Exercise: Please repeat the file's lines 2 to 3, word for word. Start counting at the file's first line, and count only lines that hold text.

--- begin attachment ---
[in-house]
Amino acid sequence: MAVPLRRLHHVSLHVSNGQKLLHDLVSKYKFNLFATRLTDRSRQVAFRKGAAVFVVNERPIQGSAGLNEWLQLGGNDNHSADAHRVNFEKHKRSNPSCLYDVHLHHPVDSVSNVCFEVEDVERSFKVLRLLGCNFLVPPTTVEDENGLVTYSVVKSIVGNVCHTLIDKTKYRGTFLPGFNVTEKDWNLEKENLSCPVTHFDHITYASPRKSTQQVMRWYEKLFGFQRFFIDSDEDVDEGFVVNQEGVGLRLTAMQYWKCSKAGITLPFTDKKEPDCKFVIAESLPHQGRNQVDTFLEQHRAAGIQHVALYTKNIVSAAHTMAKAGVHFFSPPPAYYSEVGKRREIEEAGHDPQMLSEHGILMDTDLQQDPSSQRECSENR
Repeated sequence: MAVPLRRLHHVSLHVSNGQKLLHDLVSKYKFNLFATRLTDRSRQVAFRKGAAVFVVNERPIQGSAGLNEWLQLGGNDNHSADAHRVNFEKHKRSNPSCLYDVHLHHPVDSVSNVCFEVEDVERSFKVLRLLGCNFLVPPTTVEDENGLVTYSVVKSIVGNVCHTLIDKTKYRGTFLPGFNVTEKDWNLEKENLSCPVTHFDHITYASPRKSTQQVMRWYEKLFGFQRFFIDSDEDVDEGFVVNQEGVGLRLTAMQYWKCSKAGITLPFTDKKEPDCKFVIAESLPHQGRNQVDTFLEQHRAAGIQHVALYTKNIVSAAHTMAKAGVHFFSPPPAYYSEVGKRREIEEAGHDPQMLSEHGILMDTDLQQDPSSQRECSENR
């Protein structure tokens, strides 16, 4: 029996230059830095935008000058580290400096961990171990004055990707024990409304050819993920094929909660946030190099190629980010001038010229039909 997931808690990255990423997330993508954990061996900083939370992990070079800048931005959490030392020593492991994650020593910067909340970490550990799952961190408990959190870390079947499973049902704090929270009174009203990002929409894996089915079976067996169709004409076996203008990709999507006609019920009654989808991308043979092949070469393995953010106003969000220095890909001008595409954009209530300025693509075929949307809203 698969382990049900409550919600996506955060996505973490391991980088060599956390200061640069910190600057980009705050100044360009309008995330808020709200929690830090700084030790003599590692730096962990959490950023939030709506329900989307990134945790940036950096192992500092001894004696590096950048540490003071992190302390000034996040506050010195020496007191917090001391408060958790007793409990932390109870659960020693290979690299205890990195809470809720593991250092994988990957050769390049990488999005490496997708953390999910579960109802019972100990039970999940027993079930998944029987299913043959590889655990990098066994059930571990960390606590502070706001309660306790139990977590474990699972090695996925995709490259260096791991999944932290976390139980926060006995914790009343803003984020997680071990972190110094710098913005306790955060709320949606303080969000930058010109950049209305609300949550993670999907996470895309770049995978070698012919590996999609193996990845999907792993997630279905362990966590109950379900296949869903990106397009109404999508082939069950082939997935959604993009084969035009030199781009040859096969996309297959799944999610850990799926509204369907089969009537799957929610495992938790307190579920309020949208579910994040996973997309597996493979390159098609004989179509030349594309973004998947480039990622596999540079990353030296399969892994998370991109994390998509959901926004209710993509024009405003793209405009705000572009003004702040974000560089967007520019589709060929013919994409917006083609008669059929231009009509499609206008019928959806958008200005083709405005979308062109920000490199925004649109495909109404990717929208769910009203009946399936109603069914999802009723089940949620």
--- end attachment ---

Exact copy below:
Amino acid sequence: MAVPLRRLHHVSLHVSNGQKLLHDLVSKYKFNLFATRLTDRSRQVAFRKGAAVFVVNERPIQGSAGLNEWLQLGGNDNHSADAHRVNFEKHKRSNPSCLYDVHLHHPVDSVSNVCFEVEDVERSFKVLRLLGCNFLVPPTTVEDENGLVTYSVVKSIVGNVCHTLIDKTKYRGTFLPGFNVTEKDWNLEKENLSCPVTHFDHITYASPRKSTQQVMRWYEKLFGFQRFFIDSDEDVDEGFVVNQEGVGLRLTAMQYWKCSKAGITLPFTDKKEPDCKFVIAESLPHQGRNQVDTFLEQHRAAGIQHVALYTKNIVSAAHTMAKAGVHFFSPPPAYYSEVGKRREIEEAGHDPQMLSEHGILMDTDLQQDPSSQRECSENR
Repeated sequence: MAVPLRRLHHVSLHVSNGQKLLHDLVSKYKFNLFATRLTDRSRQVAFRKGAAVFVVNERPIQGSAGLNEWLQLGGNDNHSADAHRVNFEKHKRSNPSCLYDVHLHHPVDSVSNVCFEVEDVERSFKVLRLLGCNFLVPPTTVEDENGLVTYSVVKSIVGNVCHTLIDKTKYRGTFLPGFNVTEKDWNLEKENLSCPVTHFDHITYASPRKSTQQVMRWYEKLFGFQRFFIDSDEDVDEGFVVNQEGVGLRLTAMQYWKCSKAGITLPFTDKKEPDCKFVIAESLPHQGRNQVDTFLEQHRAAGIQHVALYTKNIVSAAHTMAKAGVHFFSPPPAYYSEVGKRREIEEAGHDPQMLSEHGILMDTDLQQDPSSQRECSENR